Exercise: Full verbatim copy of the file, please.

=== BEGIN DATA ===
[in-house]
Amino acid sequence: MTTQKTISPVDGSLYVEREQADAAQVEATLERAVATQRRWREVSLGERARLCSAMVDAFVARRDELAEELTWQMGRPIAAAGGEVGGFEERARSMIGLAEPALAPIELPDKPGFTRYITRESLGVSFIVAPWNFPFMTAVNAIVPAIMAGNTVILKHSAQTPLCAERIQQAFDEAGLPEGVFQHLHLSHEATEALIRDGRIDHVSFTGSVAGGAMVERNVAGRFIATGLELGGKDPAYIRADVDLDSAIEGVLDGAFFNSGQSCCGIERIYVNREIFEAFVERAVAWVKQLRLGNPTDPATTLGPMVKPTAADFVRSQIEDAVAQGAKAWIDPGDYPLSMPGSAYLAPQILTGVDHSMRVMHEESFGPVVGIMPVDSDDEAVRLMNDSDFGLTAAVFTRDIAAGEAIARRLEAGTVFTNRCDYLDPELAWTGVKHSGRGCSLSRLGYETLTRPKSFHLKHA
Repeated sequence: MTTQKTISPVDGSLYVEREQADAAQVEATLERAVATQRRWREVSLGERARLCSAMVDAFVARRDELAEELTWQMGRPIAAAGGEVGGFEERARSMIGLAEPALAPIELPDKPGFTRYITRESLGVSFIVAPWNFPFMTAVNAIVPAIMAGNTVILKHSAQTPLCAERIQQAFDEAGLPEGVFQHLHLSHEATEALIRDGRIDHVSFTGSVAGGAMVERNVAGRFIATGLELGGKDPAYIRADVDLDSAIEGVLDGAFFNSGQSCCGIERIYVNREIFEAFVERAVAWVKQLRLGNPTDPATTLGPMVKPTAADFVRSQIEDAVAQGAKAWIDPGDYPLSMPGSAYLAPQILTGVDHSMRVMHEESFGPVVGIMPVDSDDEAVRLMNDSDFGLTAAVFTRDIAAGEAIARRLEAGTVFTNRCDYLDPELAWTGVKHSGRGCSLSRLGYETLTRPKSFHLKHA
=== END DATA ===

[in-house]
Amino acid sequence: MTTQKTISPVDGSLYVEREQADAAQVEATLERAVATQRRWREVSLGERARLCSAMVDAFVARRDELAEELTWQMGRPIAAAGGEVGGFEERARSMIGLAEPALAPIELPDKPGFTRYITRESLGVSFIVAPWNFPFMTAVNAIVPAIMAGNTVILKHSAQTPLCAERIQQAFDEAGLPEGVFQHLHLSHEATEALIRDGRIDHVSFTGSVAGGAMVERNVAGRFIATGLELGGKDPAYIRADVDLDSAIEGVLDGAFFNSGQSCCGIERIYVNREIFEAFVERAVAWVKQLRLGNPTDPATTLGPMVKPTAADFVRSQIEDAVAQGAKAWIDPGDYPLSMPGSAYLAPQILTGVDHSMRVMHEESFGPVVGIMPVDSDDEAVRLMNDSDFGLTAAVFTRDIAAGEAIARRLEAGTVFTNRCDYLDPELAWTGVKHSGRGCSLSRLGYETLTRPKSFHLKHA
Repeated sequence: MTTQKTISPVDGSLYVEREQADAAQVEATLERAVATQRRWREVSLGERARLCSAMVDAFVARRDELAEELTWQMGRPIAAAGGEVGGFEERARSMIGLAEPALAPIELPDKPGFTRYITRESLGVSFIVAPWNFPFMTAVNAIVPAIMAGNTVILKHSAQTPLCAERIQQAFDEAGLPEGVFQHLHLSHEATEALIRDGRIDHVSFTGSVAGGAMVERNVAGRFIATGLELGGKDPAYIRADVDLDSAIEGVLDGAFFNSGQSCCGIERIYVNREIFEAFVERAVAWVKQLRLGNPTDPATTLGPMVKPTAADFVRSQIEDAVAQGAKAWIDPGDYPLSMPGSAYLAPQILTGVDHSMRVMHEESFGPVVGIMPVDSDDEAVRLMNDSDFGLTAAVFTRDIAAGEAIARRLEAGTVFTNRCDYLDPELAWTGVKHSGRGCSLSRLGYETLTRPKSFHLKHA